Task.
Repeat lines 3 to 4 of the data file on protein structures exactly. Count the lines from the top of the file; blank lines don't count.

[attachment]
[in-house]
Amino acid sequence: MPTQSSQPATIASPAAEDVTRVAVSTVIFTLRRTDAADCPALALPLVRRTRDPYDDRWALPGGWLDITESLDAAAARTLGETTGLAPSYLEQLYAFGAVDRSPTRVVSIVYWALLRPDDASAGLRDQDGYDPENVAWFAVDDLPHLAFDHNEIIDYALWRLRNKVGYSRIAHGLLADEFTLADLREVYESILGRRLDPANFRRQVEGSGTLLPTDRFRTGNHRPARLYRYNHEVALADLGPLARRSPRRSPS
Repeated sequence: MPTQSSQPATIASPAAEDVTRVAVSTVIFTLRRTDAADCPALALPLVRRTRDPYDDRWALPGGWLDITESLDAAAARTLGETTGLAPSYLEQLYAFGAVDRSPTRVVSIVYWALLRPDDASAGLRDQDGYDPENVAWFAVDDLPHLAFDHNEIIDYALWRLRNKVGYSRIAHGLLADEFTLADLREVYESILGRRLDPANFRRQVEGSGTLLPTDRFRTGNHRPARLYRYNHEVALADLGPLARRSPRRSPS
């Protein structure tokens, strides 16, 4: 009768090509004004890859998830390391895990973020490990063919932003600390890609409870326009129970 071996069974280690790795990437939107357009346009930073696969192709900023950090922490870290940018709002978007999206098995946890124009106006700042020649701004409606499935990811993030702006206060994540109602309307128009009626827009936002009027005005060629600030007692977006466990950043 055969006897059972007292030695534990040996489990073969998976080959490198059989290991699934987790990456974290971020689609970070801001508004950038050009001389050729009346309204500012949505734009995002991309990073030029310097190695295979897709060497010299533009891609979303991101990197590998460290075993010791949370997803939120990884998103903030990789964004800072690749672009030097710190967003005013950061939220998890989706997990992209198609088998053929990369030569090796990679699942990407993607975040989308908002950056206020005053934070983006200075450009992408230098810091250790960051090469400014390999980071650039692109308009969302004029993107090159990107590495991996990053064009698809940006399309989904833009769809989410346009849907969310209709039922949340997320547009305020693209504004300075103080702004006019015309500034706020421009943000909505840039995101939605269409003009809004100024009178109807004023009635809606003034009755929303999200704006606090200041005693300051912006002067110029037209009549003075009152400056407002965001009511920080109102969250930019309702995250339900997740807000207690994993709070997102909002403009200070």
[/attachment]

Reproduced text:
Repeated sequence: MPTQSSQPATIASPAAEDVTRVAVSTVIFTLRRTDAADCPALALPLVRRTRDPYDDRWALPGGWLDITESLDAAAARTLGETTGLAPSYLEQLYAFGAVDRSPTRVVSIVYWALLRPDDASAGLRDQDGYDPENVAWFAVDDLPHLAFDHNEIIDYALWRLRNKVGYSRIAHGLLADEFTLADLREVYESILGRRLDPANFRRQVEGSGTLLPTDRFRTGNHRPARLYRYNHEVALADLGPLARRSPRRSPS
């Protein structure tokens, strides 16, 4: 009768090509004004890859998830390391895990973020490990063919932003600390890609409870326009129970 071996069974280690790795990437939107357009346009930073696969192709900023950090922490870290940018709002978007999206098995946890124009106006700042020649701004409606499935990811993030702006206060994540109602309307128009009626827009936002009027005005060629600030007692977006466990950043 055969006897059972007292030695534990040996489990073969998976080959490198059989290991699934987790990456974290971020689609970070801001508004950038050009001389050729009346309204500012949505734009995002991309990073030029310097190695295979897709060497010299533009891609979303991101990197590998460290075993010791949370997803939120990884998103903030990789964004800072690749672009030097710190967003005013950061939220998890989706997990992209198609088998053929990369030569090796990679699942990407993607975040989308908002950056206020005053934070983006200075450009992408230098810091250790960051090469400014390999980071650039692109308009969302004029993107090159990107590495991996990053064009698809940006399309989904833009769809989410346009849907969310209709039922949340997320547009305020693209504004300075103080702004006019015309500034706020421009943000909505840039995101939605269409003009809004100024009178109807004023009635809606003034009755929303999200704006606090200041005693300051912006002067110029037209009549003075009152400056407002965001009511920080109102969250930019309702995250339900997740807000207690994993709070997102909002403009200070």